deutsche mark


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deutsche mark

 (doich′ märk′)
n. Abbr. DM
The primary unit of currency in Germany before the adoption of the euro.

[German : deutsche, feminine singular of deutsch, German (from Middle High German diutsch, from Old High German diutisc, of the people; see teutā- in Indo-European roots) + Mark, mark (from Middle High German marc, marke, stamped precious metal bar, half-pound of silver or gold; see merg- in Indo-European roots).]

mark1

(mɑrk)

n.
1. a visible impression on a surface, as a line, spot, scratch, dent, or stain.
2. a symbol used in writing or printing: a punctuation mark.
3. a token or indication; sign: to bow as a mark of respect.
4. a noticeable or lasting effect; imprint: The experience had left its mark on her.
5. a distinctive or characteristic trait: a mark of nobility.
6. a device or symbol serving to identify, indicate origin or ownership, etc.
8. a sign, usu. a cross, made instead of a signature.
9.
a. a symbol used in rating a student's achievement; grade.
b. Often, marks. any evaluative rating: gave him high marks for trying.
10. an object or sign serving to indicate position.
11. a point reached, as on a scale or in a process: the halfway mark.
12. a recognized or required standard of merit: work that's not up to the mark.
13. a target; goal: to miss the mark.
14. distinction; note: a man of mark.
15.
a. an object of derision or abuse: an easy mark for bullies.
b. the victim of a swindle.
16. (cap.) (used with a numeral to designate a model of an item of manufacture, as a weapon or car.)
17. the starting line in a race.
18. any of the points marked at intervals on a sounding line to indicate depth.
19. a tract of land held in common by a medieval Germanic community.
20. Archaic. land forming a boundary.
v.t.
21. to be a distinguishing feature of: a day marked by sadness.
22. to put a mark or marks on.
23. to evaluate with an academic mark; grade: to mark exams.
24. to label with indications of price or quality: to mark merchandise.
25. to trace or form by or as if by marks: to mark out a plan of attack.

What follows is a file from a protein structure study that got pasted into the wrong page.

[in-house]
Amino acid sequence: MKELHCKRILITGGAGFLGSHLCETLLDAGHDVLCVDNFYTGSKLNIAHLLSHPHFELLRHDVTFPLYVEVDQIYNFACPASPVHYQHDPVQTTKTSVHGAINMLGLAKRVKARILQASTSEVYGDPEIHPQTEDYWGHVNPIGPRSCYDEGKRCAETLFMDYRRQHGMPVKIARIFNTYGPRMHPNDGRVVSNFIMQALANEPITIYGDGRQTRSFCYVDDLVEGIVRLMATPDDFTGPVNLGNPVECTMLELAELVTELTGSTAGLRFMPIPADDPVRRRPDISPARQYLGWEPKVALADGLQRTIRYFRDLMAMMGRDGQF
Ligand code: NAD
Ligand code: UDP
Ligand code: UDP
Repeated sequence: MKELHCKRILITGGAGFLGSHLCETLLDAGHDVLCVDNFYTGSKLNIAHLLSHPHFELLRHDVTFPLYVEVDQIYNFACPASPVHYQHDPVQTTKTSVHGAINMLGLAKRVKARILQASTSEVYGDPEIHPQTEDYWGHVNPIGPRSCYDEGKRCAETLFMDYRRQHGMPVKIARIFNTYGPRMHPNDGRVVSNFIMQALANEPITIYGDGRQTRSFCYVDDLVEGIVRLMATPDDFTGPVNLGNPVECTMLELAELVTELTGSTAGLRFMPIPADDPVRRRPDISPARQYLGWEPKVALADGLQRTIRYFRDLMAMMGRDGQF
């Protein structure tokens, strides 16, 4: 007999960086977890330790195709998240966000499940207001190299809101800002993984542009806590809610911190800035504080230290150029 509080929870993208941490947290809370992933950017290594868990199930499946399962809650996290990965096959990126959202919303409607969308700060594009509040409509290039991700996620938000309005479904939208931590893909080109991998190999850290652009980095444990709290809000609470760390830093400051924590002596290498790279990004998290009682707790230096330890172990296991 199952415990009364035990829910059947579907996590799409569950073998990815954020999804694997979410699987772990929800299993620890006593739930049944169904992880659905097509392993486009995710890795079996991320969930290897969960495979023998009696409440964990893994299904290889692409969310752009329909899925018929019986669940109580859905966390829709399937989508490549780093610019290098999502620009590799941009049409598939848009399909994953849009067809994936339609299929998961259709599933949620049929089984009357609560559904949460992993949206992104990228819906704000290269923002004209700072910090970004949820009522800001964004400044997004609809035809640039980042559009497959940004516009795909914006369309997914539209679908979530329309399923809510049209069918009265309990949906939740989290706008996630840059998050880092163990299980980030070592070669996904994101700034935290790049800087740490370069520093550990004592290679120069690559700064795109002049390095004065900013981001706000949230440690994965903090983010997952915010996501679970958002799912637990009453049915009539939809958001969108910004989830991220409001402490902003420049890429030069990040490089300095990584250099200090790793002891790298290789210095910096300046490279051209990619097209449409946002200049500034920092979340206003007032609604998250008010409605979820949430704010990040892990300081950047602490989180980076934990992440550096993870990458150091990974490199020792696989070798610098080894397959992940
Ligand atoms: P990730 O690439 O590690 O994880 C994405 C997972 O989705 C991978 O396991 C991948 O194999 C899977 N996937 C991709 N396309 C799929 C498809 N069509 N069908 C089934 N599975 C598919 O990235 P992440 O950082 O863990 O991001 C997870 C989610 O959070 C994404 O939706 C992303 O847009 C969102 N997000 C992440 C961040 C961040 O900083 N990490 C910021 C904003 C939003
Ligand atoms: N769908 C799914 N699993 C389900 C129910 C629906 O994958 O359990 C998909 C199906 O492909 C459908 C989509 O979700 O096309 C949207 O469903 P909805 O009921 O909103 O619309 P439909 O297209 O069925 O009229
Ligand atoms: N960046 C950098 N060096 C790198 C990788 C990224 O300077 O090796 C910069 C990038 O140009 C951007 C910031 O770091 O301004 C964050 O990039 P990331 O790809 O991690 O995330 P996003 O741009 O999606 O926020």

26. to designate by or as if by marks: to mark passages to be memorized.
27. to single out; destine: marked for greatness.
28. to record, as a score.
29. to make manifest: to mark approval with a nod.
30. to give heed to: Mark my words.
31. to observe: marked a change in the weather.
32. to deposit a scent mark on.
v.i.
33. to take notice; give attention; consider.
34. to make a mark or marks.
35. mark down,
a. to reduce the price of.
b. to note in writing.
36. mark up,
a. to mar or deface with marks.
b. to mark with notations or symbols.
c. to raise the price of.
Idioms:
1. beside the mark, not pertinent; irrelevant.
2. make one's mark, to achieve success.
3. mark time,
a. to function in an unproductive way.
b. to move the feet alternately as if marching but without advancing.
4. overshoot or overstep the mark, to go beyond what is fitting or suitable.
5. wide of the mark, far from the target or objective.
[before 900; Middle English; Old English mearc mark, sign, borderland]

mark2

(mɑrk)

n.
1. the basic currency of Germany, which has a fixed value relative to the euro.
2. markka.
3. a former English monetary unit equal to 13s. 4d.
4. a former European unit of weight, esp. for gold and silver, usu. equal to 8 ounces (249 grams).
[before 900; Old English marc unit of weight]

Mark

(mɑrk)

n.
1. one of the four Evangelists: traditionally believed to be the author of the second Gospel.
2. the second Gospel.
3. King, a king of Cornwall in Arthurian legend: the husband of Iseult and uncle of Tristram.
ThesaurusAntonymsRelated WordsSynonymsLegend:
Noun1.Deutsche mark - formerly the basic unit of money in GermanyDeutsche Mark - formerly the basic unit of money in Germany
German monetary unit - monetary unit in Germany
pfennig - 100 pfennigs formerly equaled 1 Deutsche Mark in Germany
References in periodicals archive ?
Plot: Berlin criminal Manni delivers smuggled loot for his boss but accidentally leaves the 100,000 Deutsche Mark payment in a subway car.
Hiro Ito, Portland State University, and Masahiro Kawai, University of Tokyo, "Trade Invoicing in the Japanese Yen and the Deutsche Mark in the 1980s and 90s: Lessons for Renminbi Internationalization"
But the moment everybody had the Deutsche Mark--because that's what the Euro is, the Deutsche Mark with different clothes--everything changed.
Germans would be able to buy more goods and services in Europe because the new Deutsche mark would be worth than the old euro, but Germany's exports would be more expensive and less competitive.
Merkel's government says it has paid its obligations to Greece, including a 115 million deutsche mark payment in 1960.
Then the exchange rate of the deutsche mark would shoot up, undermining to some extent the competitiveness of the economy.
In the late 1960s, the Bundesbank had to buy dollar assets in order to stop the Deutsche mark from rising, and to preserve the integrity of its fixed exchange rate.
Hanke is one of the principal designers of the currency board, which after a local financial collapse in the late 1990s pegged the Bulgarian lev to the Deutsche Mark and then to the euro.
RIBs were issued in different currency options-- US dollar, pound sterling and Deutsche Mark ( the Euro came later) for a tenor of five years.
At least, I still had 6,000 deutsche mark and the factory halls," remembered Otto.
It's a strong currency which behaved during the last ten years better than even the Deutsche Mark in the previous decade," he said.
dollar against other major currencies such as the yen and the deutsche mark.

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